Maybe there is no aperture, and this 'electronically controlled liquid' is an Apodisation filter/element that can also act as the aperture control?
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Ellen Schmidtee

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Re: Patent - EF 135 f/2.8 & 180 f/3.5 with Apodization Filter
« Reply #19 on: July 16, 2012, 03:44:36 AM »
Why is the aperture's position not marked, as in other patents?

<snip>

Maybe there is no aperture, and this 'electronically controlled liquid' is an Apodisation filter/element that can also act as the aperture control?

Fleetie's reponse made me think the same.

Also, there's very little space between the elements, though I'm hardly in position to rule out the possibility that there's enough space between the 2nd & 3rd elements from the right.

mb66energy

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Re: Patent - EF 135 f/2.8 & 180 f/3.5 with Apodization Filter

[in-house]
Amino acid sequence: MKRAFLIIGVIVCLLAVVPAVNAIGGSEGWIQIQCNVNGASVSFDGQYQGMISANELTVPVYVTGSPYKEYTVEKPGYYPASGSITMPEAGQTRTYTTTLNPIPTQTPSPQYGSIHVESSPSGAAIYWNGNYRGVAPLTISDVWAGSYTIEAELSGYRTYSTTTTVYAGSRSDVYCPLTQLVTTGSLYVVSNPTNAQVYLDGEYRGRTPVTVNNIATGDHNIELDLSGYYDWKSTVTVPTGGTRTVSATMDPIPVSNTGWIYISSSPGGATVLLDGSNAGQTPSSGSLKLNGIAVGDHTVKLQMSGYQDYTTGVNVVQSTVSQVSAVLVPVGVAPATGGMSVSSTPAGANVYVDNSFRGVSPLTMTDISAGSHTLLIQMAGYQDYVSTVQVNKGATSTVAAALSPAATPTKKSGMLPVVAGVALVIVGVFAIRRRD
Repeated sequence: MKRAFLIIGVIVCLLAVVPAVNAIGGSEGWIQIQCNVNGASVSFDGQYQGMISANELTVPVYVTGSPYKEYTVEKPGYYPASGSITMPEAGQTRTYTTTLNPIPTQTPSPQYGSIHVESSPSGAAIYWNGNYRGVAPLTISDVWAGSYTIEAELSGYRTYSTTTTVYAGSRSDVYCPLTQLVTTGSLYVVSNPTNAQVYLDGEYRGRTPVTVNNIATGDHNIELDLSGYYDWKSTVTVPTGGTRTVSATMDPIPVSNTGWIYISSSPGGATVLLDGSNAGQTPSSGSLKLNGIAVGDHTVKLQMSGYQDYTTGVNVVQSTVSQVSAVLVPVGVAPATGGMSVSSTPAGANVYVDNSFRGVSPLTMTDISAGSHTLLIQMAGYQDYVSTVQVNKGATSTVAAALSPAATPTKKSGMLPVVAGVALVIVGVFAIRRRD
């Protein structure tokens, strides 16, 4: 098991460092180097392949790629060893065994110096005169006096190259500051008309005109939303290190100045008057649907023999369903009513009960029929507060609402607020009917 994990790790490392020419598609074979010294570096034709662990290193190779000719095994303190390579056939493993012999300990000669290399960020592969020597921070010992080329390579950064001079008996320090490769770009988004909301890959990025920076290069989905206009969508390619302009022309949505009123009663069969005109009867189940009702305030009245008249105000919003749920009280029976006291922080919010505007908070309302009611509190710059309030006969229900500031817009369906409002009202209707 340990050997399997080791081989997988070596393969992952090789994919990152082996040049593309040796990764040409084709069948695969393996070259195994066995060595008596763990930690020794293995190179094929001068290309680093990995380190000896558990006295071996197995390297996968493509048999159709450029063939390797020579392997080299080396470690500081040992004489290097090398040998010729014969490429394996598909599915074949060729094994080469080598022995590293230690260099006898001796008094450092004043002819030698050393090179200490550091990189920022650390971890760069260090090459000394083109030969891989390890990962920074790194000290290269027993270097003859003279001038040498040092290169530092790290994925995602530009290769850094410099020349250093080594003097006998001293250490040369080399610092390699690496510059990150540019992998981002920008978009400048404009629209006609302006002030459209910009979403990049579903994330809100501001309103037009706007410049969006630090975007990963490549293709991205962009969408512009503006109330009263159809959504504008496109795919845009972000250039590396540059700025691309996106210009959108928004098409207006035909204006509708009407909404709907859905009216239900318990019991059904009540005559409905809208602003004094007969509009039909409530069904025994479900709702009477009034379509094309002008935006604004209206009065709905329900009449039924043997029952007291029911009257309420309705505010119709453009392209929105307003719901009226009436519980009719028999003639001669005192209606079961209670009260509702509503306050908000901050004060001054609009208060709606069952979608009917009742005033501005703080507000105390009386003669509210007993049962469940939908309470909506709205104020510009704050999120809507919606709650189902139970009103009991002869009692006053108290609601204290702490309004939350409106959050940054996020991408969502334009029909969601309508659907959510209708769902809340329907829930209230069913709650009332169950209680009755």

« Reply #20 on: July 16, 2012, 04:27:25 AM »
My 2 ct.:

I think they will use two cylindrical elements (AO1, AO2) which are filled with two liquids separated by a clear membrane. Left and right sketch of the optics show the same outline of the cylindrical elements except that the membranes have a different shape.

If you use two fluids per AO with different refractive index you can give the cylindrical element a focusing or defocusing function. Both AOs compensate themselves to keep the image in focus. But the shape of the membrane changes the properties - it softens the usually hard aperture edges. Or - as Fleety said - they have two fluids with different transmission (one clear, the other one neutral gray) where the transmission characteristics is changed by changing the shape of the AO named elements.